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The Artist’s Journey: John Ahlin - La Jolla Playhouse Blog

The Artist’s Journey: John Ahlin

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Each week, The Artist’s Journey will provide an insider look at the creation of a production, from first rehearsal to opening night, through the eyes of one of the show’s key players.

John Ahlin is playing “Angus MacLeod” in the world premiere-comedy A Dram of Drummhicit. Some of his credits include Waiting for Godot, Journey’s End (2007 Tony Award Best Revival), The Lieutenant of Inishmore, Voices in the Dark (directed by Christopher Ashley), One Mo’ Time, Whoopee! and Macbeth.


Part Five: Opening Night and the Run

A Dram of Drummhicit Director Christopher Ashley with cast members Kathryn Meisle and John Ahlin

Moss Hart, that great theatre blogger (from back when blogs appeared on printed pages edited and bound into hardcover formats), said there are only two enemies in theatre: time and exhaustion. The final push before the opening night of A Dram of Drummhicit is frenetic with rewrites, cuts and torrents of technical and organizational details. Preview audiences delightedly come to experience the still in-progress play as the artistic work continues apace. Designers rush to fashion the clash-of-cultures costumes, evoke the beauty of place, carve with light the illuminating shadows and create tempests in the sound plot. And much like a cavalryman saves the last bullet for himself, or a blocked writer on deadline saves the last five minutes to think up an excuse, an actor saves the last moments after ‘places’ is called before the opening night curtain, for a deep breath, for he then has to step forward as the representative of everyone who works for La Jolla Playhouse to say: “Here is what we wanted to show you … ”

Victor Hugo used to weep copiously after finishing his manuscripts, sad he could no longer spend time alone with his characters. Orson Welles’ tragic flaw was he couldn’t bear to turn his creations out into the world to be judged. Artists need deadlines or they’d work on their pieces forever. The moment of letting go is often a jumble of jitters, and on the opening night of a world premiere play we’re particularly vulnerable awaiting the true barometer: Audience Reaction. My first impression reading the play months ago was “I love this.” Every day since then many, many people have striven to make it everything it can be, but now it is no longer ours exclusively. A play works if it entertains…causes someone to laugh, wonder, feel or think, during the time allotted (and hopefully afterward). And that was our fervent hope as, on May 22, we stepped forth and proudly presented A Dram of Drummhicit: our work, our play, our passion. Now it belongs to the ages.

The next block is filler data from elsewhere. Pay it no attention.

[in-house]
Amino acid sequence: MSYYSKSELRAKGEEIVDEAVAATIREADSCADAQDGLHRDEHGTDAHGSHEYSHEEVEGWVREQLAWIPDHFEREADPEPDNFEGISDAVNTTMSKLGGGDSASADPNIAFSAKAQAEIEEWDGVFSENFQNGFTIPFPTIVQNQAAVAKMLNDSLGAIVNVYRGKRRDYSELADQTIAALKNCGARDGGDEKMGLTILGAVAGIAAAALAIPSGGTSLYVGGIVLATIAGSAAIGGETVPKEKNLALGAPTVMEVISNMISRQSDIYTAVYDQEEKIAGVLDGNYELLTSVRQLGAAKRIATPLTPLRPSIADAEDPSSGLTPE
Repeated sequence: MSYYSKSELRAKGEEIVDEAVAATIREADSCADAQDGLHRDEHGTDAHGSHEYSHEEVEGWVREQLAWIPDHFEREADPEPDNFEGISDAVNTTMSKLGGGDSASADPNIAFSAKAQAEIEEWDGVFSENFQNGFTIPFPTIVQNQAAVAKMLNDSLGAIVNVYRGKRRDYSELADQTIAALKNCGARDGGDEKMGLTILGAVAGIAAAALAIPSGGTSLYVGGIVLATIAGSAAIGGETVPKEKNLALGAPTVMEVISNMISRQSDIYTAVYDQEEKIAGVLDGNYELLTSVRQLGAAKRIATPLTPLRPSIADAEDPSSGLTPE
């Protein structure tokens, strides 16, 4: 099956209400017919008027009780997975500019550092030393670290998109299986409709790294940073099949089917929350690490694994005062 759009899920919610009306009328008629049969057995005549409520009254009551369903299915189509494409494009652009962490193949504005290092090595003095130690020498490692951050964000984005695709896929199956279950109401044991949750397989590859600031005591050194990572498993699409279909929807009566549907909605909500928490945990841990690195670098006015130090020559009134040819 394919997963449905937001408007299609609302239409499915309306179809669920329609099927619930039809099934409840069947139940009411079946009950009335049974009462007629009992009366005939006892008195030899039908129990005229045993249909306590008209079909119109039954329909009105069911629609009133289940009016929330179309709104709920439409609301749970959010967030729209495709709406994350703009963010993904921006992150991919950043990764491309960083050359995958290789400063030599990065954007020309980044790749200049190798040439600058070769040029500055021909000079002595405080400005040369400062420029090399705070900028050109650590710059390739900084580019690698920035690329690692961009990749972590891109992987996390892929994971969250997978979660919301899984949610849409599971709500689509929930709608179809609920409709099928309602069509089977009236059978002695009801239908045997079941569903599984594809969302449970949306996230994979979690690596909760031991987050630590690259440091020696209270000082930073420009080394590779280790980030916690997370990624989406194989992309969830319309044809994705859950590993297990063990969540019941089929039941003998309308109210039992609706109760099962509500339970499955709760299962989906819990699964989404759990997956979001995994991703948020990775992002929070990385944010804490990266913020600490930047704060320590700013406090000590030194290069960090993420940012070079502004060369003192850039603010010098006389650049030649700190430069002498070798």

And in a word, the audience reaction was fantastic. It was one of those special nights, with laughter, tears and cheers. I’ve been careful in this blog not to give away any of the details so you can experience the play completely fresh, but to paraphrase a famous review of My Fair Lady, “Put this computer down and go buy tickets to A Dram of Drummhicit.”

The thing I’ve enjoyed most about the opportunity to blog for La Jolla Playhouse is the thinking … the trying to put into words the ideas and mechanics of acting. I think it helps, as an actor, to have a guiding set of principles. I’m not proselytizing (I think proselytize means “suggesting you follow my opinions” – either that or “I’m giving you a wooden leg”), but without a lodestar, you would simply adjust your goals to whatever point you get tired. Pragmatism teaches us to fill sandbags fast; philosophy teaches us not to build on the floodplain. It sure helps in acting, which is a mad dash from one unknown to another, to take a moment and think big about what you are doing.
We are now in the run of A Dram of Drummhicit. An actor must know that once the show opens work doesn’t stop, it actually starts. To perform the run a bunch of additional skills are needed, beyond just raw energy (I risk coming across like Jackie Gleason on caffeine when I try too hard). You must focus your determination.

One of my axioms of acting is “be alive on stage.” Repeating a show nightly is more than displaying preparation; you must live in it. The here and the now is all there is on stage. Simple skills will carry the day; look into each other’s eyes … really listen … perform as if for the first time … be lackluster intolerant. The big secret in theatre is that shows get better and better. A good cast will continue to discover and refine and perfect, and shows grow fitter, funnier and more entertaining with every performance. This is certainly happening with A Dram of Drummhicit and it’s a blast to perform every night. Devotion … caring about the thing itself … is my favorite tool as an actor.